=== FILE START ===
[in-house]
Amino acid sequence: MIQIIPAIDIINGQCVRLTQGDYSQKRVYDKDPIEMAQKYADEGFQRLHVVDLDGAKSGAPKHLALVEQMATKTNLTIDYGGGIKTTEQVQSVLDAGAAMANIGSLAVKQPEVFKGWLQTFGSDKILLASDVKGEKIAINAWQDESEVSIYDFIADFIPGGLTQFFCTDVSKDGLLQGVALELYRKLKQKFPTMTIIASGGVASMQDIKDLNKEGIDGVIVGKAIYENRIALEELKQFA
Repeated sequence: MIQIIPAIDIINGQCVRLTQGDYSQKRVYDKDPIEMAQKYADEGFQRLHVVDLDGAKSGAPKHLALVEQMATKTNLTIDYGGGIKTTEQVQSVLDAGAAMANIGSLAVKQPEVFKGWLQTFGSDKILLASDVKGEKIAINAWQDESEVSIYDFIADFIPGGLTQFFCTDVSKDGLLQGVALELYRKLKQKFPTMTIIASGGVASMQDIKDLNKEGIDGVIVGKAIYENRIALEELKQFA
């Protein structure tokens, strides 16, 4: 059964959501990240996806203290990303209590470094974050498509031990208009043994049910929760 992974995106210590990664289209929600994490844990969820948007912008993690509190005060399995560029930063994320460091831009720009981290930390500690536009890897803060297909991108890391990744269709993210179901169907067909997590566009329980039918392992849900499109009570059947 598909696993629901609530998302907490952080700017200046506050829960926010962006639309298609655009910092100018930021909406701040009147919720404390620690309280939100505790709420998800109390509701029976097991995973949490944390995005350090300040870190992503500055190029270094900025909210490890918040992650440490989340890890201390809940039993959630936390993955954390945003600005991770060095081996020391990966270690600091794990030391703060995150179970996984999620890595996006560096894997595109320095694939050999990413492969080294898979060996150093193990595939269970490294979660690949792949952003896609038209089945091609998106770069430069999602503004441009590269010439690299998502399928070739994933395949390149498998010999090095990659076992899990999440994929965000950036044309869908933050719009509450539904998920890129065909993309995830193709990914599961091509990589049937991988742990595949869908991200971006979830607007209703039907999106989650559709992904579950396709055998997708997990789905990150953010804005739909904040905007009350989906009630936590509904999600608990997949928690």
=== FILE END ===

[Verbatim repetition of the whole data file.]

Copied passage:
[in-house]
Amino acid sequence: MIQIIPAIDIINGQCVRLTQGDYSQKRVYDKDPIEMAQKYADEGFQRLHVVDLDGAKSGAPKHLALVEQMATKTNLTIDYGGGIKTTEQVQSVLDAGAAMANIGSLAVKQPEVFKGWLQTFGSDKILLASDVKGEKIAINAWQDESEVSIYDFIADFIPGGLTQFFCTDVSKDGLLQGVALELYRKLKQKFPTMTIIASGGVASMQDIKDLNKEGIDGVIVGKAIYENRIALEELKQFA
Repeated sequence: MIQIIPAIDIINGQCVRLTQGDYSQKRVYDKDPIEMAQKYADEGFQRLHVVDLDGAKSGAPKHLALVEQMATKTNLTIDYGGGIKTTEQVQSVLDAGAAMANIGSLAVKQPEVFKGWLQTFGSDKILLASDVKGEKIAINAWQDESEVSIYDFIADFIPGGLTQFFCTDVSKDGLLQGVALELYRKLKQKFPTMTIIASGGVASMQDIKDLNKEGIDGVIVGKAIYENRIALEELKQFA
């Protein structure tokens, strides 16, 4: 059964959501990240996806203290990303209590470094974050498509031990208009043994049910929760 992974995106210590990664289209929600994490844990969820948007912008993690509190005060399995560029930063994320460091831009720009981290930390500690536009890897803060297909991108890391990744269709993210179901169907067909997590566009329980039918392992849900499109009570059947 598909696993629901609530998302907490952080700017200046506050829960926010962006639309298609655009910092100018930021909406701040009147919720404390620690309280939100505790709420998800109390509701029976097991995973949490944390995005350090300040870190992503500055190029270094900025909210490890918040992650440490989340890890201390809940039993959630936390993955954390945003600005991770060095081996020391990966270690600091794990030391703060995150179970996984999620890595996006560096894997595109320095694939050999990413492969080294898979060996150093193990595939269970490294979660690949792949952003896609038209089945091609998106770069430069999602503004441009590269010439690299998502399928070739994933395949390149498998010999090095990659076992899990999440994929965000950036044309869908933050719009509450539904998920890129065909993309995830193709990914599961091509990589049937991988742990595949869908991200971006979830607007209703039907999106989650559709992904579950396709055998997708997990789905990150953010804005739909904040905007009350989906009630936590509904999600608990997949928690």